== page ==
For every addiction, there are recovery programs and support groups to help those looking to kick their habits. Generally speaking, these programs can be grouped into one of two big buckets: those following a 12-step approach, and those that do not. Which you choose will be a matter of personal preference and – to some – whether you believe in a higher power, which 12-step programs typically promote. Either way, these resources can help you stay happy, healthy and social after your course of recovery from drug addiction or alcoholism treatment.
A condition characterised by a pathologic pattern of alcohol use causing a serious impairment in social or occupational functioning; also defined by the Joint Committee of the National Council on Alcoholism and Drug Dependence & the American Society of Addiction Medicine as a “primary, chronic disease with genetic, psychosocial, and environmental factors influencing its development and manifestations. The disease is often progressive and fatal. It is characterised by … distortions in thinking, most notably denial.” A simpler, operational definition is persistent drinking that interferes with the person’s health, legal position, interpersonal relationships, or means of livelihood. Alcoholism is characterised by the regular intake of ≥75 g/day of alcohol.
In the case of expectant mothers who drink, future healthcare costs double, now including both the mother and child. For example, a child born with fetal alcohol syndrome could require special schooling. Not only is this a personal and unnecessary family tragedy but also it stands to impact the social system financially in the form of healthcare and education for years.
Jump up ^ Ståhlbrandt, Henriettæ; Johnsson, Kent O.; Berglund, Mats (2007). "Two-Year Outcome of Alcohol Interventions in Swedish University Halls of Residence: A Cluster Randomized Trial of a Brief Skills Training Program, Twelve-Step Influenced Intervention, and Controls" (PDF). Alcoholism: Clinical and Experimental Research. 31 (3): 458–66. doi:10.1111/j.1530-0277.2006.00327.x. PMID 17295731.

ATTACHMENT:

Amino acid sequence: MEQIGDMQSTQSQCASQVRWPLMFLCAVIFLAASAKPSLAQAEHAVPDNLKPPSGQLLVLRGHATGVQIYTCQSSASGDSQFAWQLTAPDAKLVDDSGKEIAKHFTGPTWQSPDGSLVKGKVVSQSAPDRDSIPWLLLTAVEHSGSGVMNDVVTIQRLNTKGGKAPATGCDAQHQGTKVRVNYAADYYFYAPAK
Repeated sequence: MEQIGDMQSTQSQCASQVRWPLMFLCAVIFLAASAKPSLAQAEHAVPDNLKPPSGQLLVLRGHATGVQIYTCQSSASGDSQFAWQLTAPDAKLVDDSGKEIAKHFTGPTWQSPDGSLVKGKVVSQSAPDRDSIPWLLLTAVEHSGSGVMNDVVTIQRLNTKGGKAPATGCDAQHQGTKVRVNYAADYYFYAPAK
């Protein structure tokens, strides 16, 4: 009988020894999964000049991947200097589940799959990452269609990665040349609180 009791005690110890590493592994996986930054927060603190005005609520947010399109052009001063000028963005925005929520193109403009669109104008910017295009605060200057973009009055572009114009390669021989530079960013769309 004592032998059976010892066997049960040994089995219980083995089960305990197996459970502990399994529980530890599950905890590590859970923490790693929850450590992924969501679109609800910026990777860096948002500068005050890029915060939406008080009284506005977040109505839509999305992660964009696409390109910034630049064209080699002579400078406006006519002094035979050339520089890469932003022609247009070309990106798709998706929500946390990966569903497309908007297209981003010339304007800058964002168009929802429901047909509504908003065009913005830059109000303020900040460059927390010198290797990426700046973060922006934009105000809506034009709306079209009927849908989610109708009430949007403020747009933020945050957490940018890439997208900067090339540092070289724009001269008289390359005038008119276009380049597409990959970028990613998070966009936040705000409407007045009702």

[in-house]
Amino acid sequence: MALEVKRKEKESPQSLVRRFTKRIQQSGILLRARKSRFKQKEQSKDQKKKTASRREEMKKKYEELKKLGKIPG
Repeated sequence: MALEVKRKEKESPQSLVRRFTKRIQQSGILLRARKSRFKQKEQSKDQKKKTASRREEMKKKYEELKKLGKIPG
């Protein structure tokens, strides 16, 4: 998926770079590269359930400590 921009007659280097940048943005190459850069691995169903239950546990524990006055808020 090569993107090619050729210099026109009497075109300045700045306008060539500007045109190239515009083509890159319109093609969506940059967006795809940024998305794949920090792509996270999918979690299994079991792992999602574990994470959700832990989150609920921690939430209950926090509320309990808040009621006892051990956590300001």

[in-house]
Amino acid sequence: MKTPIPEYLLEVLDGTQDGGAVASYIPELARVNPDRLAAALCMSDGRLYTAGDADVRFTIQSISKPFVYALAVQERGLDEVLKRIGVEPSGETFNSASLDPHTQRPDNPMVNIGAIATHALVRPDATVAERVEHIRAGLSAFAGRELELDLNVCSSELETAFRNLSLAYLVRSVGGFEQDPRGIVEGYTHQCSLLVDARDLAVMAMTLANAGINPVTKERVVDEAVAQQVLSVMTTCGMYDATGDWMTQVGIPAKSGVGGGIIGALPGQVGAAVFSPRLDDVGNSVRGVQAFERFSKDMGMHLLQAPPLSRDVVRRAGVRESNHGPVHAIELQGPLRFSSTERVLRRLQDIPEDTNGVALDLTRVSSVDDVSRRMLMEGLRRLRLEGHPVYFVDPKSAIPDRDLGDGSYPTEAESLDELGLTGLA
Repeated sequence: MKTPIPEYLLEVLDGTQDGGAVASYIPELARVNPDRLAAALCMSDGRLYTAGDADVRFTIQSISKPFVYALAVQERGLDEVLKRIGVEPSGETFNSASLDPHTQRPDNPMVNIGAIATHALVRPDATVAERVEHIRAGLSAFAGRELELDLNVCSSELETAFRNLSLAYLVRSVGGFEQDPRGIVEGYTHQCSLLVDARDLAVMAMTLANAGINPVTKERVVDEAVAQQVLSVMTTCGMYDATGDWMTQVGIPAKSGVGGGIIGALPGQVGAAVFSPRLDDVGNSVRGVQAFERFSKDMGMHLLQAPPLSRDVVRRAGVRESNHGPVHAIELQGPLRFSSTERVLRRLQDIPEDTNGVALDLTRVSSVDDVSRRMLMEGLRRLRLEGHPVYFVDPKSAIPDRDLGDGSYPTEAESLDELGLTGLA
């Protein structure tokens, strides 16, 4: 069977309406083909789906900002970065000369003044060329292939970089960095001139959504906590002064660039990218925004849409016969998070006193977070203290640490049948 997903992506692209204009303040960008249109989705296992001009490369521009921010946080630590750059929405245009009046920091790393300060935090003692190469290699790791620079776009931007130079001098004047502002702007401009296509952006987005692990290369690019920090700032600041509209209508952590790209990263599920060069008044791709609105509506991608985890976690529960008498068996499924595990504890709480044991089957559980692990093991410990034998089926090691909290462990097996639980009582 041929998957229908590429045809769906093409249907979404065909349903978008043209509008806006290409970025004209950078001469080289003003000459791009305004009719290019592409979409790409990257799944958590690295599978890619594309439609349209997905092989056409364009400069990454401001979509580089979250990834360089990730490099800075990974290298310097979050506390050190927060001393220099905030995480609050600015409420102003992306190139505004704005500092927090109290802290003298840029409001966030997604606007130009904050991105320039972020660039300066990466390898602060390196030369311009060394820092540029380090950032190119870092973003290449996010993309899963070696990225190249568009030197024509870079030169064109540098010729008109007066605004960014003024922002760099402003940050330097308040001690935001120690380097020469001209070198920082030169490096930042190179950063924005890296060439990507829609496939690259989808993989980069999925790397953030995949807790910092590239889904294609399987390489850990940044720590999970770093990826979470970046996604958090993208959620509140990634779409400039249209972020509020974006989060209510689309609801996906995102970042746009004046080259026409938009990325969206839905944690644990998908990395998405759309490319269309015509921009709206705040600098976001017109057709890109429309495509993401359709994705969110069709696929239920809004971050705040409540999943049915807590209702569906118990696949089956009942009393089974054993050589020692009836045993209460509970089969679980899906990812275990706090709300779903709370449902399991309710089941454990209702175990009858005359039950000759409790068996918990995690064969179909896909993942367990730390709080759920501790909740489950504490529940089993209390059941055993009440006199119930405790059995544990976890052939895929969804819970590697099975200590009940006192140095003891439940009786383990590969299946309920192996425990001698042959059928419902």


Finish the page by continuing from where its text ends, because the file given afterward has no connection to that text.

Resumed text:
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The story behind the steps starts in Switzerland, specifically with Carl Jung, the famous psychiatrist and psychologist who is considered the father of analytical psychology. Renowned as he is for his pioneering work in the understanding of the psyche and the self, Jung was also a pantheist; his study of world religions and mythologies was instrumental in his belief that spiritual health was vital to an individual’s wellbeing. This came into play when Jung was confronted with an alcoholic patient, Rowland Hazard III, whose problem was so severe that contemporary methods of treatment proved ineffective. Jung counseled the patient that the last remaining measure to overcome the demon of addiction was to experience a spiritual rebirth.
Drinking enough to cause a blood alcohol concentration (BAC) of 0.03–0.12% typically causes an overall improvement in mood and possible euphoria (a "happy" feeling), increased self-confidence and sociability, decreased anxiety, a flushed, red appearance in the face and impaired judgment and fine muscle coordination. A BAC of 0.09% to 0.25% causes lethargy, sedation, balance problems and blurred vision. A BAC of 0.18% to 0.30% causes profound confusion, impaired speech (e.g. slurred speech), staggering, dizziness and vomiting. A BAC from 0.25% to 0.40% causes stupor, unconsciousness, anterograde amnesia, vomiting (death may occur due to inhalation of vomit (pulmonary aspiration) while unconscious) and respiratory depression (potentially life-threatening). A BAC from 0.35% to 0.80% causes a coma (unconsciousness), life-threatening respiratory depression and possibly fatal alcohol poisoning. With all alcoholic beverages, drinking while driving, operating an aircraft or heavy machinery increases the risk of an accident; many countries have penalties for drunk driving.